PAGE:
Firstly, I'd like to touch on the transcript itself. Austin was enrolled in several classes that are known to be taken by athletes. Whether or not they're "easy As" is not something I care to discuss. In fact, while I have never taken an AFAM class, there are five courses on his transcript that I have taken for requirements or electives. I'm not writing to pass judgment on what courses he took. I don't care.
As for the reporting in the article, I don't know Dan Kane but I have read his work plenty and respect what I've read. A lot of folks on Twitter have brought up the point that the article contradicts its premise and that it attempts to say something but doesn't come out and say it. Let's look at the contradiction first. Kane leads with the oddness of Austin taking a 400-level course as a college freshman. But he later writes that UNC spokesman Mike McFarland "said university registrar records show 1,033 freshmen took a 400 level course in the last academic year." Yes, plenty of freshmen take 400 level courses -- it's not that strange. However, it is strange that it was his first-ever class in college, though. Especially when he wasn't even able to be placed into English 101 and had to take 100 first. Kane points all of this out, but I think people are a little too preoccupied with the 1,033 number to recognize it.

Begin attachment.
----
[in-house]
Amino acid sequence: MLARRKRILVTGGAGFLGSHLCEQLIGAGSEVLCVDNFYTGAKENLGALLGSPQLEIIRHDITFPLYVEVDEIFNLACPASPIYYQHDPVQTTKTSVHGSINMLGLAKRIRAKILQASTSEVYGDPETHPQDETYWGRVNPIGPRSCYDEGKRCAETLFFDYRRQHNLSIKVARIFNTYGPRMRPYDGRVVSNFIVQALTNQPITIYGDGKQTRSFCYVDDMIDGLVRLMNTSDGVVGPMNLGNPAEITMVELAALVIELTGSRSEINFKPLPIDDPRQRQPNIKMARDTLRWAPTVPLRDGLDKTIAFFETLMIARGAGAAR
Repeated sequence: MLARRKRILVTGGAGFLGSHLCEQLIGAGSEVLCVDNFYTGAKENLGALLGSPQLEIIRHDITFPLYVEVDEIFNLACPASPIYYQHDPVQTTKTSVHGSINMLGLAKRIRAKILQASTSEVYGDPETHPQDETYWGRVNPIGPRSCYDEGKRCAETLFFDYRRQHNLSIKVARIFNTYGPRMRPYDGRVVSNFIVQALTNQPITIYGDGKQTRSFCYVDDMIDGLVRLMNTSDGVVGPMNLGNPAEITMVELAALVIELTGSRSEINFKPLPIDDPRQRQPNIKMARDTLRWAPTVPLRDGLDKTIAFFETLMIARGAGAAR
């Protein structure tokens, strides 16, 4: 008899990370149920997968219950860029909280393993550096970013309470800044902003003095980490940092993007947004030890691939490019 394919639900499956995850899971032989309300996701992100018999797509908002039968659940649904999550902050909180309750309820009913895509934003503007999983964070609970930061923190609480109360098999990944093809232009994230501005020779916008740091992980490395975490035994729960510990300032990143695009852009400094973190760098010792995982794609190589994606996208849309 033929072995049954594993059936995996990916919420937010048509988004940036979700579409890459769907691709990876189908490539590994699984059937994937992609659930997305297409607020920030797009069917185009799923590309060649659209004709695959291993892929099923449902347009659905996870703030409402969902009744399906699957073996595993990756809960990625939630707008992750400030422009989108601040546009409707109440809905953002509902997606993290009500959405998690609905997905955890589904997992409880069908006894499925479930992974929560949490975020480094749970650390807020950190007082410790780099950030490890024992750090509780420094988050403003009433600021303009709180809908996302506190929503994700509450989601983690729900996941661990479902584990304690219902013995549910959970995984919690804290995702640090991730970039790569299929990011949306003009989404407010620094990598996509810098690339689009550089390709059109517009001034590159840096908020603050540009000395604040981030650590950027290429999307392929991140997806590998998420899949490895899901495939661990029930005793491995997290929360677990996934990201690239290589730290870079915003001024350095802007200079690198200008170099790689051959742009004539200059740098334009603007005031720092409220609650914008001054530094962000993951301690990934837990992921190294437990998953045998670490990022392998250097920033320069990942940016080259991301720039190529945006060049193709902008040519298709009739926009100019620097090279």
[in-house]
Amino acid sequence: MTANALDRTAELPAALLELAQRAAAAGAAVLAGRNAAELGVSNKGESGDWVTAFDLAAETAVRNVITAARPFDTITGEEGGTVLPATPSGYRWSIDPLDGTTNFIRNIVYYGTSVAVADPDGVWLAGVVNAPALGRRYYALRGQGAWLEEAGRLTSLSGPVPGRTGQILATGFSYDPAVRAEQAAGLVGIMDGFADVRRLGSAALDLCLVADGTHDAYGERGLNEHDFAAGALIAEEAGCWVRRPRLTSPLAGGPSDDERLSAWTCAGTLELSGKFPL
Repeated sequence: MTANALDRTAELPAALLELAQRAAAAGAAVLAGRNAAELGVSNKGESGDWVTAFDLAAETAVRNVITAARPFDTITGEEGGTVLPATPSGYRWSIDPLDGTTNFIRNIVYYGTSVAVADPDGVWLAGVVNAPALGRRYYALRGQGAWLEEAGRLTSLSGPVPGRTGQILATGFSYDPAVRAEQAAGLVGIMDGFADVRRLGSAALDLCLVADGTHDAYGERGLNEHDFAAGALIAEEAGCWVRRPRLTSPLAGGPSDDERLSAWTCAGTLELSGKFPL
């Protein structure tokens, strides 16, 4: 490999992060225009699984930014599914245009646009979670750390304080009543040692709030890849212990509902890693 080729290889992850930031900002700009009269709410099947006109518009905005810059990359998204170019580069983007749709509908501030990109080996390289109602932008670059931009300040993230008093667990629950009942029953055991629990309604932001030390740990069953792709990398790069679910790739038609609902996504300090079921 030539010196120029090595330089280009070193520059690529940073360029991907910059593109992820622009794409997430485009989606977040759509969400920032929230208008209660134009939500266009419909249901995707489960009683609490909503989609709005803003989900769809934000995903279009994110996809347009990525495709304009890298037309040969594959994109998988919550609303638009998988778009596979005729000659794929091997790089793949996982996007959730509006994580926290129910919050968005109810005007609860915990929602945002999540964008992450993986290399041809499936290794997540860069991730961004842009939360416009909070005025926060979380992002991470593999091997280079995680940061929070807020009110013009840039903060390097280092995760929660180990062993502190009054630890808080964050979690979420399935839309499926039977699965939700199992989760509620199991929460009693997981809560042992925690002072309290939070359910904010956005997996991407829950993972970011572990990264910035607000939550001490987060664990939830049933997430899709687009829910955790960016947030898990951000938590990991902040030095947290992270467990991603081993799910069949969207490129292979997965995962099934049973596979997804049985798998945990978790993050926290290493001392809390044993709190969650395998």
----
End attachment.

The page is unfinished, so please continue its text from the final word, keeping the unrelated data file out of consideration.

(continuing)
Now for the innuendo. Joey Powell, whom I met Friday and keeps my timeline entertaining, tweeted at me today that he's "tired of these parsed stories that are innuendo and no more." Indeed, this story seems to be saying there's an issue with this particular professor, Julius Nyang'Oro, and his AFAM class. But it doesn't actually say it. Why? Because no one would talk. Kane reports that the N&O called, emailed, probably texted and even showed up at the guy's house and no one came to the door. The next step would be to talk to his bosses, but Chancellor Thorp and the Dean of Arts and Sciences did not make themselves available for comment, the article states.
Kane did his due diligence by reaching out to those who needed to comment and he could not get those comments. Powell said he should have waited on those quotes before running with the story. What Kane presents is the story as he can tell it with what he had. He can't torch Nyang'Oro without the man being able to speak for himself (a no-comment would have even helped). In a newspaper article he can't say the professor is crooked without asking the professor "Are you crooked?" The story does what it can with what it has. In my humble, journalistic opinion, I think you run the story with what you have. There's no telling how long the N&O had to sit on that transcript working to build the story before finally saying, "All right. He's not even answering his front door. Let's write what we can write."
As for me, I've taken three 400-level course in my six semesters at UNC, and they were all in the spring of my junior year. I don't know how those freshmen did it.